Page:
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Cardiovascular system anatomy and physiology
Lymphatic system anatomy and physiology
Abnormal heart sounds
Normal heart sounds
Changes in pressure-volume loops
Cardiac and vascular function curves
Altering cardiac and vascular function curves
Law of Laplace
Measuring cardiac output (Fick principle)
Stroke volume, ejection fraction, and cardiac output
Physiological changes during exercise
Cardiovascular changes during hemorrhage
Cardiovascular changes during postural change
Cardiac conduction velocity
Electrical conduction in the heart
ECG normal sinus rhythm
ECG QRS transition
ECG rate and rhythm
ECG cardiac infarction and ischemia
ECG cardiac hypertrophy and enlargement
Control of blood flow circulation
Microcirculation and Starling forces
Blood pressure, blood flow, and resistance
Compliance of blood vessels
Laminar flow and Reynolds number
Pressures in the cardiovascular system
Resistance to blood flow
Action potentials in myocytes
Action potentials in pacemaker cells
Cardiac excitation-contraction coupling
Excitability and refractory periods
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So, electrical conduction in the heart refers to the electrical signals that go from cell to cell in the heart. This happens in the form of action potentials, which get sent out by the pacemaker cells in the heart.
The pacemaker cells, also called conducting cells, are a relatively tiny group -- only about 1% of the heart cells -- but they’re a pretty influential minority.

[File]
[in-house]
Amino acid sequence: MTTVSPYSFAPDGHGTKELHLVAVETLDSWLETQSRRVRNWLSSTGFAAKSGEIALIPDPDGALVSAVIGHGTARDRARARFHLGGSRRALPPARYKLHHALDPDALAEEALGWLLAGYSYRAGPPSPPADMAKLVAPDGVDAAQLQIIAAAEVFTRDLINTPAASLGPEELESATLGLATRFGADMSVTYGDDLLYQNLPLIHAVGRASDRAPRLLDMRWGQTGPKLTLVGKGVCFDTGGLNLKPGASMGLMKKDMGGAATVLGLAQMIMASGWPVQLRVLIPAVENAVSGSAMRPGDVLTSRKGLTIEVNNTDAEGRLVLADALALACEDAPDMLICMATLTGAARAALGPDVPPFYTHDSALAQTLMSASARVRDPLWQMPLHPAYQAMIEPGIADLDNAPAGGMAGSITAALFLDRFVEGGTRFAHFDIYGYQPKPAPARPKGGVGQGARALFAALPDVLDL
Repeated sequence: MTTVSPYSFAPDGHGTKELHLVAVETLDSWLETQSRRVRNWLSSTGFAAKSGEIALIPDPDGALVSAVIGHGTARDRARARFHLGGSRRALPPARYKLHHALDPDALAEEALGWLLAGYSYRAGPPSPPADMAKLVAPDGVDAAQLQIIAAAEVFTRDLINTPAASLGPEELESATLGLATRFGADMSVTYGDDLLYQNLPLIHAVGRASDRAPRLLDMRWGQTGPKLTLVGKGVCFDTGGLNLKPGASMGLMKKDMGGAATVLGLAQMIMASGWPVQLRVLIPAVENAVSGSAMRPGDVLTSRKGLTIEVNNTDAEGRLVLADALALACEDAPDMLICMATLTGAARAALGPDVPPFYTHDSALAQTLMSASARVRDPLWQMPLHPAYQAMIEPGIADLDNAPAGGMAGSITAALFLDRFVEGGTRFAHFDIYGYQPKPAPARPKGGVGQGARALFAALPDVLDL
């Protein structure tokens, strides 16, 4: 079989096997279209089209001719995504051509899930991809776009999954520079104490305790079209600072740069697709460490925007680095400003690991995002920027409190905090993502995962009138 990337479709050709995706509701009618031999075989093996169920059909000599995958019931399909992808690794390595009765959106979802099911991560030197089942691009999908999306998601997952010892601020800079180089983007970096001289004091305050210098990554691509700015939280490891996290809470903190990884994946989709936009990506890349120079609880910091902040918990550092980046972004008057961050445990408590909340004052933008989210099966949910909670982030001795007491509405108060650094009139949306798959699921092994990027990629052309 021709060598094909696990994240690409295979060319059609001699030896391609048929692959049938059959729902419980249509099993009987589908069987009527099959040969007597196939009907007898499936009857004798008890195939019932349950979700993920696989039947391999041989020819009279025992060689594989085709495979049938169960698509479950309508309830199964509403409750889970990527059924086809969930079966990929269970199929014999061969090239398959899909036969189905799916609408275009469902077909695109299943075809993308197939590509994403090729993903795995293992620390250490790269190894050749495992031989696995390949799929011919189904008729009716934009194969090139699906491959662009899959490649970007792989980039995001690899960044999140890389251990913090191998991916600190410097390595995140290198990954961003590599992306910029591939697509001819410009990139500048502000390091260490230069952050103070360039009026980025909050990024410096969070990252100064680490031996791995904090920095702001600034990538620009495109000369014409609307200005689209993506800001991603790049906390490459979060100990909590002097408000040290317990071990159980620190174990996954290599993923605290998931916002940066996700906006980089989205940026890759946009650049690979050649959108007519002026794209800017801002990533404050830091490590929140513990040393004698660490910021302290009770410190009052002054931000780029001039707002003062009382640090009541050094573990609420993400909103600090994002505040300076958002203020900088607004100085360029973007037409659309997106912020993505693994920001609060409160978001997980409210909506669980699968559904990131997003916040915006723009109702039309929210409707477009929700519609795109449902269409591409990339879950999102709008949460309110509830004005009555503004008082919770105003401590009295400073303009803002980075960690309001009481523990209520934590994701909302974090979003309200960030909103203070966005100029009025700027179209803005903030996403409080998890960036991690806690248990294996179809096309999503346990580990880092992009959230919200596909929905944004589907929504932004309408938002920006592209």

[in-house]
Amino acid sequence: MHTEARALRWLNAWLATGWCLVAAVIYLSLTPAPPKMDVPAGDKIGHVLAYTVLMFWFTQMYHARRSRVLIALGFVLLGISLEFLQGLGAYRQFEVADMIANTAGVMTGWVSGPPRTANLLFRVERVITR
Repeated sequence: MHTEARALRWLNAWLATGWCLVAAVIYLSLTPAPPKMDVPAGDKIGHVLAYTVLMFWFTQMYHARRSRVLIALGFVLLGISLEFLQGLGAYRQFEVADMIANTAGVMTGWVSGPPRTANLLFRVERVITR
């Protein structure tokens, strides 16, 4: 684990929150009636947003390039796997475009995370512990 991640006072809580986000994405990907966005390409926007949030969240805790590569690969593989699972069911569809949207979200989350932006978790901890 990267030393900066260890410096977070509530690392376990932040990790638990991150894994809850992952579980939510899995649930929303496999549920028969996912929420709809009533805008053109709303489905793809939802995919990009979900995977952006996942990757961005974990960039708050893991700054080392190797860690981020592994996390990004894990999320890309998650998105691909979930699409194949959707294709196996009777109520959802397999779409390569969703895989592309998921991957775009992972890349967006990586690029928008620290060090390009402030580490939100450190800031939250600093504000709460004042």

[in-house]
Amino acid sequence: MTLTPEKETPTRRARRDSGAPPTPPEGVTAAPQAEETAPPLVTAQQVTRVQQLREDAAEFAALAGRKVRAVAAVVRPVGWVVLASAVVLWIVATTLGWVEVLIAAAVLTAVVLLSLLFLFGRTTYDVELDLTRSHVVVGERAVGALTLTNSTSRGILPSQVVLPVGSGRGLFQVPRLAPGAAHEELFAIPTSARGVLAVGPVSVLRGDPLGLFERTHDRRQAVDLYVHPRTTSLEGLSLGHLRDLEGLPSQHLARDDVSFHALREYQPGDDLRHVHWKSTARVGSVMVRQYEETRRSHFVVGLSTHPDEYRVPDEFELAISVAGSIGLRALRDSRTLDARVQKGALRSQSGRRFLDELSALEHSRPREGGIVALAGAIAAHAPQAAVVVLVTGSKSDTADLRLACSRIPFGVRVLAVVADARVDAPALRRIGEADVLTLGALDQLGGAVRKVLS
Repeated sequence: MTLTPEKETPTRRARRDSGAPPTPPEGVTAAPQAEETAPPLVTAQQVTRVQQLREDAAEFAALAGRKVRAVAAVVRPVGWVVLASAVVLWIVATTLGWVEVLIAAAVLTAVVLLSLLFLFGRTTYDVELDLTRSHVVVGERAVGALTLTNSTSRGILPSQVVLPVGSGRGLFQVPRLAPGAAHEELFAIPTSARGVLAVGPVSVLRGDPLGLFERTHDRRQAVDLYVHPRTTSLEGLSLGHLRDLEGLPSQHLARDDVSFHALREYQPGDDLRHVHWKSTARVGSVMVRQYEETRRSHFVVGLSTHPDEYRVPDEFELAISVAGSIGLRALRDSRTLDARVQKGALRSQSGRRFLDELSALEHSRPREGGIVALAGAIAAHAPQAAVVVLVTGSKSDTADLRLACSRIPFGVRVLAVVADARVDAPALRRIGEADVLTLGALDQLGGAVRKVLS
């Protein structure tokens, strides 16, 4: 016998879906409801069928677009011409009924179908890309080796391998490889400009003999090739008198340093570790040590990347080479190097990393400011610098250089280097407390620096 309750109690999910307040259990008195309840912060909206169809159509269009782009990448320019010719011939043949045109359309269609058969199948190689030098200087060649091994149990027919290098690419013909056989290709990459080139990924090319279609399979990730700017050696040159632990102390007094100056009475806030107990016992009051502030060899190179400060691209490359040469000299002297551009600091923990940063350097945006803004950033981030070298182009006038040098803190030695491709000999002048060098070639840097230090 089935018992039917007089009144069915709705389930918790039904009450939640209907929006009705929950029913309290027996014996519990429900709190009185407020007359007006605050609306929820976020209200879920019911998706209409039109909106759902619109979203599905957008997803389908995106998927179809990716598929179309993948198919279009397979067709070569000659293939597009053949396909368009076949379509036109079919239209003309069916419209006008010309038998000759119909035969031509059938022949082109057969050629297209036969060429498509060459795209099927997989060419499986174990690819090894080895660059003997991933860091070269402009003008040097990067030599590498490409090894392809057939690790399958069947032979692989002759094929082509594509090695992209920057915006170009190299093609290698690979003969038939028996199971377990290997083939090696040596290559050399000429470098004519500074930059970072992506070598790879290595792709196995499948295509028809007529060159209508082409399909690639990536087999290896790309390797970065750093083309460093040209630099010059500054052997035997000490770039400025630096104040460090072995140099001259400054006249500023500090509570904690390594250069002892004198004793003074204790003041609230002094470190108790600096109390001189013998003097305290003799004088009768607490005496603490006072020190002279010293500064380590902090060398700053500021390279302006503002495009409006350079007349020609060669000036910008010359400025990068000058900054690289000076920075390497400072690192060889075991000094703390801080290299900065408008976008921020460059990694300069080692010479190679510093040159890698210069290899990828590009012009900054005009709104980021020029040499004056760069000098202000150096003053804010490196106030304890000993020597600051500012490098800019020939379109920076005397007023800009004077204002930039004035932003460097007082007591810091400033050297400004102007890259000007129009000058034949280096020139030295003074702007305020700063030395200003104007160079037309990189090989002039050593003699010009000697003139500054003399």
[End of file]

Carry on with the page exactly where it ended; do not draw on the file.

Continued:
They’re special ability is that they are autorhythmic, which means that they are able to continually generate new action potentials that go out to the rest of the heart -- the other 99%.
This is different from how it works in skeletal muscle cells, which get their action potential signals directly from neurons.
The cells that receive the cardiac action potential from the pacemaker cells are called myocytes - they make up the myocardium, which is the muscular middle layer of the heart.
Myocytes are also called contractile cells because they contract and that’s how the heart pumps blood.
Action potentials are initiated by depolarization, which is the opposite of polarization. In this case polarization is when there are more positive ions outside the cell than inside.
This difference in charge is called the membrane potential and is negative since there are more positive ions outside the cell.
So, depolarization is when the membrane potential gets smaller making a cell slightly more positive than it normally would be - imagine a negative, gloomy cell enjoying a moment of joy.
If one cell after another depolarizes, then there’s a depolarization wave which is just like a crowd of people doing the wave at a football stadium.
So, there’s a group of pacemaker cells in the sinoatrial node or SA node, which is a small sinus or cavity tucked up into the right atrium. During each heartbeat, one pacemaker cell out of the group will automatically depolarize first.
The heart is a muscular organ that contracts and relaxes to pump blood throughout the body. Electrical signals originate in the sinoatrial (SA) node in the right atrium. The depolarization wave from the SA node travels to the atrioventricular (AV) node and the left atria. From the AV node, the depolarization wave travels through the bundle of His and the Purkinje fibres, from where it spreads to the rest of the heart's muscle. This impulse triggers the heart muscles to contract and pump blood.
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